Saturday, 1 January 2011

NODAME LIVE / Braddell Heights Symphony Orchestra / Review

Braddell Heights Symphony Orchestra
Singapore Conference Hall
Friday (31 December 2010)

The Braddell Heights Symphony Orchestra (BHSO), Singapore’s only community orchestra, is the testing ground for many of our nation’s young soloists and conductors before their launch to bigger and better things. Its celebratory New Year’s Eve concert was evidence of this, featuring the classical music played on the popular Japanese soap Nodame Cantabile. The concert was conducted by young naval-officer turned conductor Adrian Tan, who doubled as a quite engaging emcee.

It is easy to pooh-pooh the efforts of the musical amateurs, simply because they do not sound like the Singapore Symphony, or the amateur Orchestra of Music Makers for that matter, but the endeavour that is performing classical music exists at many different levels, and one has to start somewhere. For all the usual issues that plague amateur performances – inadequate technique, intonation lapses, untidy ensemble and threadbare sound – the BHSO came off with more than a few plusses in the very demanding two-and-a-half-hour long programme.

Beethoven’s Seventh Symphony opened the concert, albeit just the first movement. Here Tan instilled a modicum of discipline in the playing, so that the long introduction sounded coherent before gathering pace for the Allegro proper. Guided at a goodly pace, one did feel the brio of Beethoven coming alive.

The first concertante segment fell to young oboist Jeremy Wong in the first movement of Mozart’s only Oboe Concerto in C major. If it sounded familiar, that is because it is exactly the same music as his Second Flute Concerto in D major, so recently polished off by Emmanuel Pahud. The national service recruit Wong was not the most confident of soloists, fluffing his lines on a few occasions (that’s what NS does to your playing – you can’t practise enough while having to do area cleaning, 5BX, guardroom duty and what not) but he crafted the short cadenza well enough to deserve some plaudits.

The best soloist of the evening was pianist Azariah Tan, a natural talent in Rachmaninov’s Second Piano Concerto. All three movements were performed and deservedly so, as he possessed the requisite technique and musicianship to do it justice. Faultlessly musical, he crafted the cantabile passages beautifully while punching out the louder bits with confidence, even though some overenthusiastic playing from the orchestra tended to drown out some passages. Some of the brass contributions were woeful, but one has to take the good with the bad.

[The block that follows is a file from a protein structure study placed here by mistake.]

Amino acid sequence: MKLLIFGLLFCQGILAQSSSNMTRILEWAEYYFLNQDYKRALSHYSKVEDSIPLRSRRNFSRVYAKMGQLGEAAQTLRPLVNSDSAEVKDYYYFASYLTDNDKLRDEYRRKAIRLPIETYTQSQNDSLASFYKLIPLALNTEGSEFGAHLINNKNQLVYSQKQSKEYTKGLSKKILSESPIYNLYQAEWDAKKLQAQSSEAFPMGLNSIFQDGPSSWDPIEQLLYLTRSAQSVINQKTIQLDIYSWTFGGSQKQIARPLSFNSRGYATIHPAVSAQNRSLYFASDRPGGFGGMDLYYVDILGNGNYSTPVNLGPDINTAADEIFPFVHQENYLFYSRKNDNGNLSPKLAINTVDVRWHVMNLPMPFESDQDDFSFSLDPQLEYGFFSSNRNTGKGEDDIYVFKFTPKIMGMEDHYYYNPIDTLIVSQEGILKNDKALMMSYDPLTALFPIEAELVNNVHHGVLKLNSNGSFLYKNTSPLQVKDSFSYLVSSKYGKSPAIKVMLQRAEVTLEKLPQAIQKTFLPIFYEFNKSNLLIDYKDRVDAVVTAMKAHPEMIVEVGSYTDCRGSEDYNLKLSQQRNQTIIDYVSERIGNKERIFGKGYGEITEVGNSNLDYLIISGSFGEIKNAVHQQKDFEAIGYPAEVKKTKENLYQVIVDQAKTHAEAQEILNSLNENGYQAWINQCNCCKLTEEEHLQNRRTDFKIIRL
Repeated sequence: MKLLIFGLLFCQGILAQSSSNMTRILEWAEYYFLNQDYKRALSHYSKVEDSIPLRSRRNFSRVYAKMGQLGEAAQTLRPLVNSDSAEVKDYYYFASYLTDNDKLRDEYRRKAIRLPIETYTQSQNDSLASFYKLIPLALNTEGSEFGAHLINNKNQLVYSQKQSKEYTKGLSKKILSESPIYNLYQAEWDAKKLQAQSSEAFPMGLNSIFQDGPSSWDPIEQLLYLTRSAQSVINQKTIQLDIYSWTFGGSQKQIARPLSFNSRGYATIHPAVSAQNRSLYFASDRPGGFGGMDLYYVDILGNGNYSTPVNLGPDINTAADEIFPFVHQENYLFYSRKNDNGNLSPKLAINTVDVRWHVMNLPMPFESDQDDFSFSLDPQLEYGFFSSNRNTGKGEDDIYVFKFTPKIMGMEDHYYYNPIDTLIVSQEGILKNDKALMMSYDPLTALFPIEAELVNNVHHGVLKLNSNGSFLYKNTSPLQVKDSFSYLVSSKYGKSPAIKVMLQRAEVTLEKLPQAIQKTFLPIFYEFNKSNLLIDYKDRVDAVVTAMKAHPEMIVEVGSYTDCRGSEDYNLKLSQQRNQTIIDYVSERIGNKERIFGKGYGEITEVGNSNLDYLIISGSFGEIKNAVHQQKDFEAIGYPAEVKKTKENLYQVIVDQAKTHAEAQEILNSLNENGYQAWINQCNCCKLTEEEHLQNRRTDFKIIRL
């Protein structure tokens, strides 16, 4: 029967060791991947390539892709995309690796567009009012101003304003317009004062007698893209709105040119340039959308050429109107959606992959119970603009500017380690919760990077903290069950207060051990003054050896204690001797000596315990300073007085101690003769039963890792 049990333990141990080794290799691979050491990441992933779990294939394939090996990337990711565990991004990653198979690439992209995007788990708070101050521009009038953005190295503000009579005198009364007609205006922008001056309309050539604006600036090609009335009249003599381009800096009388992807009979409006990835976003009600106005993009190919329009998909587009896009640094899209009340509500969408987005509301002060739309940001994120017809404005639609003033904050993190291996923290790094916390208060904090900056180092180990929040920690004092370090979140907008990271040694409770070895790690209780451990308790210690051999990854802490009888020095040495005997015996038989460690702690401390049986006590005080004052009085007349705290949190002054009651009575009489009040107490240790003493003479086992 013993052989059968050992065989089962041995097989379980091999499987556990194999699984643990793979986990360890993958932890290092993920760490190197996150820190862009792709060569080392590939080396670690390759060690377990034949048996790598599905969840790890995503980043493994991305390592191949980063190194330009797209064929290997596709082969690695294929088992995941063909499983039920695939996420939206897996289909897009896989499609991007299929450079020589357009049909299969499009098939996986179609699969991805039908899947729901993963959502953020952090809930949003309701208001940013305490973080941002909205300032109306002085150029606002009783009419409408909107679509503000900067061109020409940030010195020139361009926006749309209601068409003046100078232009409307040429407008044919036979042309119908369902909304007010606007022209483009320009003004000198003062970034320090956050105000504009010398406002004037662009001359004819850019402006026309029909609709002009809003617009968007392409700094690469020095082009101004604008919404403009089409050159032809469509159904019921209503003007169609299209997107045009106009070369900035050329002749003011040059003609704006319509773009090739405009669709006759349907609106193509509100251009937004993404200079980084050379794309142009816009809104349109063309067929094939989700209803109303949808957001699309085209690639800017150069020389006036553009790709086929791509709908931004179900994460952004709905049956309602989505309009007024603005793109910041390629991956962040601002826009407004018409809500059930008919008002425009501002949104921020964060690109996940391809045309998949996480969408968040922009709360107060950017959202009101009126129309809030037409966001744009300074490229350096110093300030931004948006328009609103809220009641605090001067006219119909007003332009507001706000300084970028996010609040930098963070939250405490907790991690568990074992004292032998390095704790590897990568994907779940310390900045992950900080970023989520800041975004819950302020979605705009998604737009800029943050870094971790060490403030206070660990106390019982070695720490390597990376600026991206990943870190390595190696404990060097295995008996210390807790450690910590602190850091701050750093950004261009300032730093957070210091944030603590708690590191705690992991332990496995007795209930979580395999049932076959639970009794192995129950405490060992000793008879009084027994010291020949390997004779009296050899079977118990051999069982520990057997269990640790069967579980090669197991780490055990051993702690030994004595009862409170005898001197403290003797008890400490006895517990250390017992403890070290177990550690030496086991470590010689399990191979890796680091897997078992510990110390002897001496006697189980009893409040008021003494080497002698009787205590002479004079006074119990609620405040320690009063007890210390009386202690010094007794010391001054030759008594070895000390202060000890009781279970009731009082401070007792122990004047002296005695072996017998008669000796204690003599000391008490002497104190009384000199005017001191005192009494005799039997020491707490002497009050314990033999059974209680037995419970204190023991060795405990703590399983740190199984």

Some wrong notes dogged the second movement cadenza, and the scherzando finale could have done with a little more mercurial lift on the wings but there was little denying his confidence and cool control of the keyboard. The central fugato in the finale was superbly handled and the race to the grand apotheosis was an exciting one. In a nutshell, Azariah’s performance is comparable to and even better than some of the finalists’ readings in certain international piano competitions. He is certainly ready to perform with the Singapore Symphony.

16-year-old violinist Selina Tang has already performed with the SSO, and her showpiece with the BHSO was Sarasate’s Carmen Fantasy. She possesses a huge tone for her slender physique, working to her advantage for this exuberant work, and her fiery red gown also helped. These days she also plays with a freedom and abandon, never a slave to the metronome or printed note, which probably comes from her time with SSO’s concertmaster Alexander “Sasha” Souptel, that sly master of the gypsy twist.

The second half began with a surprise item, a truncated 5-minute version of Gershwin’s Rhapsody in Blue with the piano substituted by the humble pianica. Remember the pianica? I did not know people still played that scourge of primary school students, the blown harmonica-like instrument with a keyboard. The unnamed soloist was riotously good, and at least he did not use the hosepipe mouthpiece!

The more serious fare that preceded the Sarasate was the finale of Brahms’ First Symphony. On a programme of mostly lollipops, this seemed out of place. Indeed it was. The work requires more rehearsals than the rest of the programme put together, and so the performance suffered despite the orchestra and Tan’s best efforts. A semula (Army drill command in Malay for a rerun) is in order for a later date, one hoped.

The final scripted piece was Tchaikovsky’s 1812 Overture, providing a suitably high octane close to the concert. The opening viola and cello chorale, although well crafted, could have been grander had there been more players but the battle between La Marseillaise and God Preserve The Tsar, or Napoleon versus Marshall Kutuzov, soon got underway. Kudos go to BHSO for bringing in the big artillery for the climax, as the recorded cannons and carillons sounded far more imposing and festive than the SSO’s lame Mahlerian sledgehammer employed in its recent concert.

A final reward for a generally well-behaved throng was Johann Strauss the Elder’s Radetzky March. This was possibly the first time that an audience was directed to clap softer and then louder for different passages, which gave an added nuance to this popular encore. Adrian Tan certainly knows how to work an audience too. Watch out for this rising name. Happy New Year!

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